But not everyone can make multiple deals. “It’s a bit frustrating that the patent office has done it this way,” says Eric Rhodes, CEO of ERS Genomics, which licenses UC’s Crispr technology to other companies for non-human therapeutic uses. “A lot of people were hoping they would make a decision to go with one group or another.”
Commercial outfits hoping to make new therapies will, for now, have to pay both institutions big fees. ERS Genomics, for example, charges from $10,000 to small start-ups to $1 million to large pharmaceutical firms. And an attenuated patent dispute could mean more red tape and lawyers on retainer for biotech scientists.
On the plus side, the patent fight doesn’t look likely to slow basic research, or even research with an eye toward commercialization. Neither UC nor Broad will charge academic scientists who want to use Crispr just to better understand plant diseases, let’s say. “I don’t think it’s going to slow down therapeutic development,” says Rhodes.
The same goes for people trying to use animal models like mice. That’s good, because the models and the technique are ubiquitous. “If you’re creating a mouse model, you just have to use this. It’s a little bit like, once internal combustion with a carbon source came out, nobody was spending a lot of money on the steam engine, you know?” says Liu.
Two Biotech Institutions Enter; One Biotech Institution Leaves
The final outcome of this patent fight may be years away—especially if Berkeley appeals the decision. “It’s one battle in a larger war,” says Jason Sherkow, a bioscience patent law expert at New York Law School. “But it’s a very big, important battle.”
There will be paperwork and cross-licensing that will have to be worked out before drugs are commercialized. Hopefully some of this patent situation will work itself out before then. Eric Rhodes, CEO, ERS Genomics
That’s because if a biotech company develops a megahit drug or treatment using Crispr, it might now have to pay the Broad megabucks in fees. “There will be paperwork and cross-licensing that will have to be worked out before drugs are commercialized,” says Rhodes. “Hopefully some of this patent situation will work itself out before then.” Broad/MIT might even go Hollywood here, taking a small upfront fee in return for points off the gross revenue down the road. “It does paint a dark and foggy picture for any of the companies that received licenses that originally came from Berkeley,” says Sherkow.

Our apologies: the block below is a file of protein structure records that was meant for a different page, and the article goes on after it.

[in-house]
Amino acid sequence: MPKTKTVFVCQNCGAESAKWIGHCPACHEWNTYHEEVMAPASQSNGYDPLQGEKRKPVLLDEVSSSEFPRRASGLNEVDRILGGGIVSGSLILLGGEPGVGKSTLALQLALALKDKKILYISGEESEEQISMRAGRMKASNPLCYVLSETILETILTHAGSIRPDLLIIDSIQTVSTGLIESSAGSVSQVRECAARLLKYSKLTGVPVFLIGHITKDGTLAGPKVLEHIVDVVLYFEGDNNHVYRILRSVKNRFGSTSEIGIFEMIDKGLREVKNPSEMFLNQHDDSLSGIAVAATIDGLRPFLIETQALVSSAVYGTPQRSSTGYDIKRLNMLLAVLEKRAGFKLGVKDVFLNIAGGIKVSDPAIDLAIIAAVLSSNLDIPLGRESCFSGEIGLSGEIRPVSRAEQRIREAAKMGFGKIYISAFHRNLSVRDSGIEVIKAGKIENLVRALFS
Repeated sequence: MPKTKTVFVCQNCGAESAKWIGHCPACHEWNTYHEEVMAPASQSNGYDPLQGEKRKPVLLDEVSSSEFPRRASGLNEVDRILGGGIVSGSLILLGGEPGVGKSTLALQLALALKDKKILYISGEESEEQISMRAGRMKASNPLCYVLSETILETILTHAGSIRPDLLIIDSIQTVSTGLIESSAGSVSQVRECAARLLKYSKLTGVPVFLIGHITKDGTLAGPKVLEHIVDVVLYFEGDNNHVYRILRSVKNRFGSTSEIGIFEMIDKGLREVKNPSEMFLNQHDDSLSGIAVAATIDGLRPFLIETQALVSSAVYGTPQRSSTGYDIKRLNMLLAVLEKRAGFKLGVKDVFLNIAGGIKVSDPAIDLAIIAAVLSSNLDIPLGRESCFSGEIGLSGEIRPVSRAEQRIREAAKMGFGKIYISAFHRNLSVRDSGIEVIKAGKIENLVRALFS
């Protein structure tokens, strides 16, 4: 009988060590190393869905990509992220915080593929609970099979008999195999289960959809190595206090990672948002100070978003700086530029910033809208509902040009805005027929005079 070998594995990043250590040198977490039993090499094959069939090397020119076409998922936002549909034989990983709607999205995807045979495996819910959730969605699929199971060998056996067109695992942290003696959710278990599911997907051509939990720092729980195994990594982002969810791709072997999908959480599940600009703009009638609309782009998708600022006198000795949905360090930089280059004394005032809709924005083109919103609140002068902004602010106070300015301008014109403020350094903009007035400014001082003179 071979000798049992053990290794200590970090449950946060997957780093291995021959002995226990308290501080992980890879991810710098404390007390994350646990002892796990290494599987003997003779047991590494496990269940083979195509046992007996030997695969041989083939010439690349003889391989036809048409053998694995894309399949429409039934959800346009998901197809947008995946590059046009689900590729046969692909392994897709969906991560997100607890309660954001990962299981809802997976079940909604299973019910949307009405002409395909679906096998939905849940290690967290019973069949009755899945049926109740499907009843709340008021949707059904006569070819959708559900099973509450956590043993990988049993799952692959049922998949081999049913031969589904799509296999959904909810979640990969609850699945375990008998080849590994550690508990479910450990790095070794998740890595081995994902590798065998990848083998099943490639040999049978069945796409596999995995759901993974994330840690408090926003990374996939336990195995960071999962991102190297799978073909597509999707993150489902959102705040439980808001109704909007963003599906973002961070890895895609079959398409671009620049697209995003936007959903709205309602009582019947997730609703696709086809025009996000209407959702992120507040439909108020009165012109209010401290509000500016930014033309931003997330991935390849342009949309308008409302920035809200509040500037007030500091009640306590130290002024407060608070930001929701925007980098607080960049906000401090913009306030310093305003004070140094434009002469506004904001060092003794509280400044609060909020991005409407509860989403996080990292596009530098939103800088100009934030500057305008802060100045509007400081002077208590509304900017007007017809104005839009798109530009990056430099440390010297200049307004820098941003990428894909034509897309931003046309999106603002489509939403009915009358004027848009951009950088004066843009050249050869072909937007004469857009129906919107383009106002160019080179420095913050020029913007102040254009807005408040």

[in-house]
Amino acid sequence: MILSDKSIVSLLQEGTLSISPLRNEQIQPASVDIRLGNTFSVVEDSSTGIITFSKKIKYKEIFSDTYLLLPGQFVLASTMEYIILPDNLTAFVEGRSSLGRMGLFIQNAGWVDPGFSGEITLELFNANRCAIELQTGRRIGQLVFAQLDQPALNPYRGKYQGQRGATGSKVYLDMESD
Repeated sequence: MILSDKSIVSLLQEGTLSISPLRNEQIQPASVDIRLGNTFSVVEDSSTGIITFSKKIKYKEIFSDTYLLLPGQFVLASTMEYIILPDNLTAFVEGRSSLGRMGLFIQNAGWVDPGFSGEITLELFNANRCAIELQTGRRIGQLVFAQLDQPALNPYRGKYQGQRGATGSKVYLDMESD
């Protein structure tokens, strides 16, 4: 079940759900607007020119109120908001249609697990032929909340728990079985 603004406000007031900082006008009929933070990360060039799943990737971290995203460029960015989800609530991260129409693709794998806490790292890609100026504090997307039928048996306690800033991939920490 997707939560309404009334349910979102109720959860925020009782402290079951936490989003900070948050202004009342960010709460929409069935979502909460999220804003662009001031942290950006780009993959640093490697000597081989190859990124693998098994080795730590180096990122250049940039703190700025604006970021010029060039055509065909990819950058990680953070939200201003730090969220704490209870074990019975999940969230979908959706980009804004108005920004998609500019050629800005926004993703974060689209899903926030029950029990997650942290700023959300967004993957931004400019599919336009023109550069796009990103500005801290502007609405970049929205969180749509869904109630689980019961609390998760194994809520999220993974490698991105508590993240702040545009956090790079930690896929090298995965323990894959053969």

Here’s where things get a little sketchy even for the most basic of basic researchers—because you never know, exactly, what you’re going to come up with. “If you are contemplating creating something that would be marketed in any way,” Liu says, “then it is actually the commercial end of it, the sale of the product, that will probably require a license.”
This isn’t the first time universities and companies have fought over a lucrative invention that could further scientific research. Harvard fought for years for rights to the cancer-prone, genetically engineered oncomouse. Until the US Supreme Court took them away in 2013, Myriad Genetics held the rights to genes for breast cancer. In 1980, researchers at UC San Francisco and Stanford figured out how to make recombinant DNA in bacteria, and patented it. In that last case, university licensing offices negotiated ways to let people use the technology to do science and create businesses. But the time for that kind of sensible negotiation seems to have passed with Crispr. It’s the only thing all parties really agree on: Too much is at stake.